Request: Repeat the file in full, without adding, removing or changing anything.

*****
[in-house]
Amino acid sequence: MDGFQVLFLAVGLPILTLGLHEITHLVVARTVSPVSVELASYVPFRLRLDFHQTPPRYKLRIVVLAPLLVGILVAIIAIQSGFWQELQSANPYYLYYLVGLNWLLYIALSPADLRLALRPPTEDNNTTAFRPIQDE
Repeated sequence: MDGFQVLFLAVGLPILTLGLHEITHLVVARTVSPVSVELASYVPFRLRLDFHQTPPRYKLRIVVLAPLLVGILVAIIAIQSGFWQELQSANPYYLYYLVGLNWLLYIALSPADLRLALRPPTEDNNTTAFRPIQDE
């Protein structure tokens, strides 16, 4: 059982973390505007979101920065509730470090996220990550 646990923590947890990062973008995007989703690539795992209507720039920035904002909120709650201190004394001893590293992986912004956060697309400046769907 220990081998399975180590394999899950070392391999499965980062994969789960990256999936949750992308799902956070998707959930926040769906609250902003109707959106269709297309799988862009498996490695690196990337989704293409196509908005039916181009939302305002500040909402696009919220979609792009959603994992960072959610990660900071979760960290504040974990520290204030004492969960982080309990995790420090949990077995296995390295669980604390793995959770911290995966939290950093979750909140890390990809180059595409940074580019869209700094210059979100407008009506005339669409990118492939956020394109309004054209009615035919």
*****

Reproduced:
[in-house]
Amino acid sequence: MDGFQVLFLAVGLPILTLGLHEITHLVVARTVSPVSVELASYVPFRLRLDFHQTPPRYKLRIVVLAPLLVGILVAIIAIQSGFWQELQSANPYYLYYLVGLNWLLYIALSPADLRLALRPPTEDNNTTAFRPIQDE
Repeated sequence: MDGFQVLFLAVGLPILTLGLHEITHLVVARTVSPVSVELASYVPFRLRLDFHQTPPRYKLRIVVLAPLLVGILVAIIAIQSGFWQELQSANPYYLYYLVGLNWLLYIALSPADLRLALRPPTEDNNTTAFRPIQDE
């Protein structure tokens, strides 16, 4: 059982973390505007979101920065509730470090996220990550 646990923590947890990062973008995007989703690539795992209507720039920035904002909120709650201190004394001893590293992986912004956060697309400046769907 220990081998399975180590394999899950070392391999499965980062994969789960990256999936949750992308799902956070998707959930926040769906609250902003109707959106269709297309799988862009498996490695690196990337989704293409196509908005039916181009939302305002500040909402696009919220979609792009959603994992960072959610990660900071979760960290504040974990520290204030004492969960982080309990995790420090949990077995296995390295669980604390793995959770911290995966939290950093979750909140890390990809180059595409940074580019869209700094210059979100407008009506005339669409990118492939956020394109309004054209009615035919």